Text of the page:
The third amendment to the Portuguese Labour Code, under the Memorandum of Understanding (MoU) with the Troika, is intended to lead to a new labour system that allows greater flexibility and growth.
The new rules are seen by Government, Social Partners and opinion makers as contributing to enhancing the competitiveness of Portuguese companies and key to overcoming the crisis.
On the other side, the CGTP (General Confederation of Portuguese Workers) states that the new labour rules will only increase unemployment, which is running at more than 15 percent.
The main labour changes implemented by the new Labour Code in line with the MoU for growth, competitiveness and employment are as follows.
Accounts of hours
The new rules allow the establishment of ‘accounts of hours’ by agreement between the employer and workers up to a maximum increase of two hours per day, 50 hours per week and 150 hours per year. Where agreement is reached with a majority of 75 percent of the workers of a company, section or team, implementation of the ‘accounts of hours’ regime can be extended to cover all the workers of the company, section or team.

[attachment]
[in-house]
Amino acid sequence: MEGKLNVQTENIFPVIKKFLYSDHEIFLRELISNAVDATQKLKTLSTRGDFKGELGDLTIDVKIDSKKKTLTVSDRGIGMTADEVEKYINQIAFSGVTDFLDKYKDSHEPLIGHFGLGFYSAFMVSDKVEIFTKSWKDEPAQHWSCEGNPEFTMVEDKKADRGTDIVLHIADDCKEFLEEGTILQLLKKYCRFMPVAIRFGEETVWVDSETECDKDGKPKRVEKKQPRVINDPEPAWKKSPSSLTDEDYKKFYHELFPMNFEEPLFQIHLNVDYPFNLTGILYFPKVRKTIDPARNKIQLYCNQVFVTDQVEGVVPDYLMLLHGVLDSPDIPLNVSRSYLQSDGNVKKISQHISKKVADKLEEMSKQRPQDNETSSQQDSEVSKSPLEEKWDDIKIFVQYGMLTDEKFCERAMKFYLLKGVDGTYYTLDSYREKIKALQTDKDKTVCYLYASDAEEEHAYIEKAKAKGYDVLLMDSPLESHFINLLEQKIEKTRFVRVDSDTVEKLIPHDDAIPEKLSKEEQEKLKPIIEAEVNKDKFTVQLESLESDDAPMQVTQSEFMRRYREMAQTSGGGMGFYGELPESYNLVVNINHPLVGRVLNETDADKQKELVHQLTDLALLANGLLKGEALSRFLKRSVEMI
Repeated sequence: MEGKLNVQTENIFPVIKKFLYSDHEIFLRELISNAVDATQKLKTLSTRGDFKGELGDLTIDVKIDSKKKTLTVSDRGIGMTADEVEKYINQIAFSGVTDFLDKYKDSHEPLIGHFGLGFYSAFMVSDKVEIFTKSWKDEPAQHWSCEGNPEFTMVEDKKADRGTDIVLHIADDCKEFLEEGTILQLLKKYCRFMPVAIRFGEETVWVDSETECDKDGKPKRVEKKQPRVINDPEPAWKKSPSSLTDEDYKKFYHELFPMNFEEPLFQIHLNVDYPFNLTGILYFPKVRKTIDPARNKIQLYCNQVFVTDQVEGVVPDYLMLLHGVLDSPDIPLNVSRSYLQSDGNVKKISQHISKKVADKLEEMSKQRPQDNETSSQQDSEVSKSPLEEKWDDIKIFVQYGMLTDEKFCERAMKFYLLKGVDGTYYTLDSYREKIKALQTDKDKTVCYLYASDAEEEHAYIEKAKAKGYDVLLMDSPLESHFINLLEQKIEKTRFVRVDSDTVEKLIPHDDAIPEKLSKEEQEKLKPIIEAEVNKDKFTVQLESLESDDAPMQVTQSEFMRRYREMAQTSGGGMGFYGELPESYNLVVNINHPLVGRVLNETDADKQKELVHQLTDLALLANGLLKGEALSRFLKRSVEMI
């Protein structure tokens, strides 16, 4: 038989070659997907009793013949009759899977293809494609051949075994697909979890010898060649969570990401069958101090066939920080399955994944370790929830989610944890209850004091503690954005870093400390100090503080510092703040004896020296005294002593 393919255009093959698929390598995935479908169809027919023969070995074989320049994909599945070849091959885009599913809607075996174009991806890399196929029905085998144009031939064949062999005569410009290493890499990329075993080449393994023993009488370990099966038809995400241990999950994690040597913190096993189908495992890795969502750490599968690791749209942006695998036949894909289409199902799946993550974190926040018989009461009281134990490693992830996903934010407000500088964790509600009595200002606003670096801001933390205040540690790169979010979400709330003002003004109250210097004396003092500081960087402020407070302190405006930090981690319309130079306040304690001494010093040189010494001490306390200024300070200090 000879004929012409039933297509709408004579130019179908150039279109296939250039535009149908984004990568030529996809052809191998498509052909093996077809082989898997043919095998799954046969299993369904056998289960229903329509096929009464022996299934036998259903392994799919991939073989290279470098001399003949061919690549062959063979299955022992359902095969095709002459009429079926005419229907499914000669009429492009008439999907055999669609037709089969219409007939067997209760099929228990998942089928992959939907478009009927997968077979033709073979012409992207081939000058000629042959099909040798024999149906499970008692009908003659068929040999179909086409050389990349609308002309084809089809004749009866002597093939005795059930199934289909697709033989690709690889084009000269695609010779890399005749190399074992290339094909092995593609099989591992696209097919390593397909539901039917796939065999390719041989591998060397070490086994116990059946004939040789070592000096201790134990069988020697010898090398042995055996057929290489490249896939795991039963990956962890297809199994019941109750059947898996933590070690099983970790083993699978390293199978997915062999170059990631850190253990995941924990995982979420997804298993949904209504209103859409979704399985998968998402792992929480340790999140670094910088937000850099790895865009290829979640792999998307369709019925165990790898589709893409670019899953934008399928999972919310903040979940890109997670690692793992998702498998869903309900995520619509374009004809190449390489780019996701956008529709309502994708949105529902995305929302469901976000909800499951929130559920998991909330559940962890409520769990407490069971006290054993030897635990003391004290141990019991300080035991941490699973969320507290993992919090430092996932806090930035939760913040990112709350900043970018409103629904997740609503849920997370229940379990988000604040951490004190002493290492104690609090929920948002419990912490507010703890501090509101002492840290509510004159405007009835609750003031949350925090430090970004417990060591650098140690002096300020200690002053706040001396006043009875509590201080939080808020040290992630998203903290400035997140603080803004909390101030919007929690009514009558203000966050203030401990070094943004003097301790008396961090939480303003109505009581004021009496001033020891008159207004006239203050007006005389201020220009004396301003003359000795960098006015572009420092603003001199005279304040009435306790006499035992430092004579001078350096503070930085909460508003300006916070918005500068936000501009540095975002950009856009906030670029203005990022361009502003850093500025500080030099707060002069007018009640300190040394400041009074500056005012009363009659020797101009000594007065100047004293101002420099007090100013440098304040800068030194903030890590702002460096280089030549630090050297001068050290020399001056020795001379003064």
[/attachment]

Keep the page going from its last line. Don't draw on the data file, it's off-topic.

If the regime is foreseen in a collective labour agreement, the employer may, by agreement with 60 percent of the workers of a company, section or team, apply it to all workers. In this case, the normal working period may be extended up to a maximum of four hours per day, 60 hours per week and 200 hours per year.
Compensation of the work rendered in excess under this regime may be made through the increase of the vacation period, alternatively, or together with, the already existing possibilities of equal reduction of the working period and/or respective payment.
Elimination of public holidays
As of 2013, November 1st, Corpus Christi, October 5th and 1st of December will be eliminated as mandatory public holidays.